May 15, 2018 2:11 PM By Elsie Boskamp
U.S. Representative Lee Zeldin attended the opening of the U.S. Embassy in Jerusalem earlier this week after meeting privately with Israeli Prime Minister Benjamin Netanyahu during a congressional delegation visit.
On Monday, which marked the 70th anniversary of Israel’s founding, the U.S. Embassy was moved from its previous location in Tel Aviv to Jerusalem, the holy city, by President Donald Trump to recognize it as the country’s capital, a decision announced in December 2017, and a pledge he had made during the presidential campaign a year earlier.
The move sparked deadly protests along the Gaza border, which sits northwest of Israel, from Palestinians, who, like the Israelis, also refer to Jerusalem as their capital. Israel has controlled West Jerusalem, where their parliament and the prime minister’s home are, since 1949, and in 1967 captured East Jerusalem.
The Palestinians are rallying to take control of East Jerusalem and had been protesting the relocation of the American embassy for several weeks. On Monday, demonstrations turned deadly, and as of Tuesday 58 people had been killed and more than 2,700 injured by Israeli troops guarding the border, according to the Gaza Health Ministry.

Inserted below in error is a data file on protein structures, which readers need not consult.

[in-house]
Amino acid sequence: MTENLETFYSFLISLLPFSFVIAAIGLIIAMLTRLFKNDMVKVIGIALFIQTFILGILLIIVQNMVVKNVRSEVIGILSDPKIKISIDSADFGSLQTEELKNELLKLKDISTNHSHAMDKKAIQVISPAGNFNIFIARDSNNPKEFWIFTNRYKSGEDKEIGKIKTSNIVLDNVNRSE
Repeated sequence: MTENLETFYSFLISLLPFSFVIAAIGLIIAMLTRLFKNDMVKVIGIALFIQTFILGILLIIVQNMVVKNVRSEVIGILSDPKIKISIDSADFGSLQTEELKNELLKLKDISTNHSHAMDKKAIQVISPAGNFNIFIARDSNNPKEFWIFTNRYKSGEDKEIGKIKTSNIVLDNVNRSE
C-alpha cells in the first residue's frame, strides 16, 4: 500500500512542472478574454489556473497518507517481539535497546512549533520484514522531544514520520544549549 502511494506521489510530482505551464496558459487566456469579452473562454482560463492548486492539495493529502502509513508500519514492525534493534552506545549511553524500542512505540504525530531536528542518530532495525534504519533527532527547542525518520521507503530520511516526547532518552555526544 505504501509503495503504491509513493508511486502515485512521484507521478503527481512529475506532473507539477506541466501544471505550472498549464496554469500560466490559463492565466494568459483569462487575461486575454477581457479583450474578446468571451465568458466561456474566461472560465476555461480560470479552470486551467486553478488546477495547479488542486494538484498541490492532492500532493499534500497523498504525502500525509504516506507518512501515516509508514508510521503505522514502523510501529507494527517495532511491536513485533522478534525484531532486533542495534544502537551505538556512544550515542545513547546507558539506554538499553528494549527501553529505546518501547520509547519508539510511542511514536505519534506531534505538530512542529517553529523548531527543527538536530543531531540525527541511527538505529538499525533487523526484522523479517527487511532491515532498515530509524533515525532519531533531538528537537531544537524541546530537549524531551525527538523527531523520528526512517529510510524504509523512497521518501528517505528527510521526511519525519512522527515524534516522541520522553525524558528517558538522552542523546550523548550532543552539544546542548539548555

In a statement, Mr. Zeldin, who was one of 14 members to participate in the congressional delegation, referred to the embassy relocation as “long overdue” and said he was grateful for President Trump’s decision.
“Jerusalem is Israel’s capital, and this is where our embassy should be located,” Mr. Zeldin said in a press release. “The support, pride and warm welcome from Israelis has been such a remarkable memory I will never want to forget. This is a historic day not only for the life of a nation but also for an alliance between nations that is second to none.”
In addition to the politicians from the Senate and House of Representatives, a presidential delegation was led by Deputy Secretary of State John Sullivan, Secretary of the Treasury Steven Mnuchin, White House Senior Advisor Jared Kushner and the president’s daughter Ivanka Trump, who is a special advisor.